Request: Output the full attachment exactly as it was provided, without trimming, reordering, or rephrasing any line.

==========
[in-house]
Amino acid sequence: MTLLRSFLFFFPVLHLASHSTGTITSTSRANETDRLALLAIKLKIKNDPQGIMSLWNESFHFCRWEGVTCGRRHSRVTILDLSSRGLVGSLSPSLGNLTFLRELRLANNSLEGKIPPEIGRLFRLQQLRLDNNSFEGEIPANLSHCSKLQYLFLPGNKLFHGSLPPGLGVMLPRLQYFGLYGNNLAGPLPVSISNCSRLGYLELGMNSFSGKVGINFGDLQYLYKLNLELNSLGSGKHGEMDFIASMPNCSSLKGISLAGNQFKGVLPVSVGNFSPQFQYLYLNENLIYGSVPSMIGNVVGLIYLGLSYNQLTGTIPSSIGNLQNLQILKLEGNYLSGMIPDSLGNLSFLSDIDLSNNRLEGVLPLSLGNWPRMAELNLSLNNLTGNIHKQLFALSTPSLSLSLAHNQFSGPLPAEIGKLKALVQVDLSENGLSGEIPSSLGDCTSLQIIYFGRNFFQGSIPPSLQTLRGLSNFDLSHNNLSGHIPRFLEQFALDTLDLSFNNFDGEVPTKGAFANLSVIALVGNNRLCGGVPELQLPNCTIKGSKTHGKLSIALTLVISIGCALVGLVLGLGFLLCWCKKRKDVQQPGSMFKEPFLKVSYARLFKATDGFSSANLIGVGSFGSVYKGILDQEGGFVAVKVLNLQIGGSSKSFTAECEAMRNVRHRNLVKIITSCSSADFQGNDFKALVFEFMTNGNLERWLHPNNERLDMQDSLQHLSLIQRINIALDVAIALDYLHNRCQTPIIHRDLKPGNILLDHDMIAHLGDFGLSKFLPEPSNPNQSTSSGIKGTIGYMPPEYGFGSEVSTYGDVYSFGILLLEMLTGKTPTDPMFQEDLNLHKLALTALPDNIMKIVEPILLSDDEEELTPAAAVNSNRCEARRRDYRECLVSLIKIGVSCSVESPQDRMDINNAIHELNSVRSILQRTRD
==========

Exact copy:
[in-house]
Amino acid sequence: MTLLRSFLFFFPVLHLASHSTGTITSTSRANETDRLALLAIKLKIKNDPQGIMSLWNESFHFCRWEGVTCGRRHSRVTILDLSSRGLVGSLSPSLGNLTFLRELRLANNSLEGKIPPEIGRLFRLQQLRLDNNSFEGEIPANLSHCSKLQYLFLPGNKLFHGSLPPGLGVMLPRLQYFGLYGNNLAGPLPVSISNCSRLGYLELGMNSFSGKVGINFGDLQYLYKLNLELNSLGSGKHGEMDFIASMPNCSSLKGISLAGNQFKGVLPVSVGNFSPQFQYLYLNENLIYGSVPSMIGNVVGLIYLGLSYNQLTGTIPSSIGNLQNLQILKLEGNYLSGMIPDSLGNLSFLSDIDLSNNRLEGVLPLSLGNWPRMAELNLSLNNLTGNIHKQLFALSTPSLSLSLAHNQFSGPLPAEIGKLKALVQVDLSENGLSGEIPSSLGDCTSLQIIYFGRNFFQGSIPPSLQTLRGLSNFDLSHNNLSGHIPRFLEQFALDTLDLSFNNFDGEVPTKGAFANLSVIALVGNNRLCGGVPELQLPNCTIKGSKTHGKLSIALTLVISIGCALVGLVLGLGFLLCWCKKRKDVQQPGSMFKEPFLKVSYARLFKATDGFSSANLIGVGSFGSVYKGILDQEGGFVAVKVLNLQIGGSSKSFTAECEAMRNVRHRNLVKIITSCSSADFQGNDFKALVFEFMTNGNLERWLHPNNERLDMQDSLQHLSLIQRINIALDVAIALDYLHNRCQTPIIHRDLKPGNILLDHDMIAHLGDFGLSKFLPEPSNPNQSTSSGIKGTIGYMPPEYGFGSEVSTYGDVYSFGILLLEMLTGKTPTDPMFQEDLNLHKLALTALPDNIMKIVEPILLSDDEEELTPAAAVNSNRCEARRRDYRECLVSLIKIGVSCSVESPQDRMDINNAIHELNSVRSILQRTRD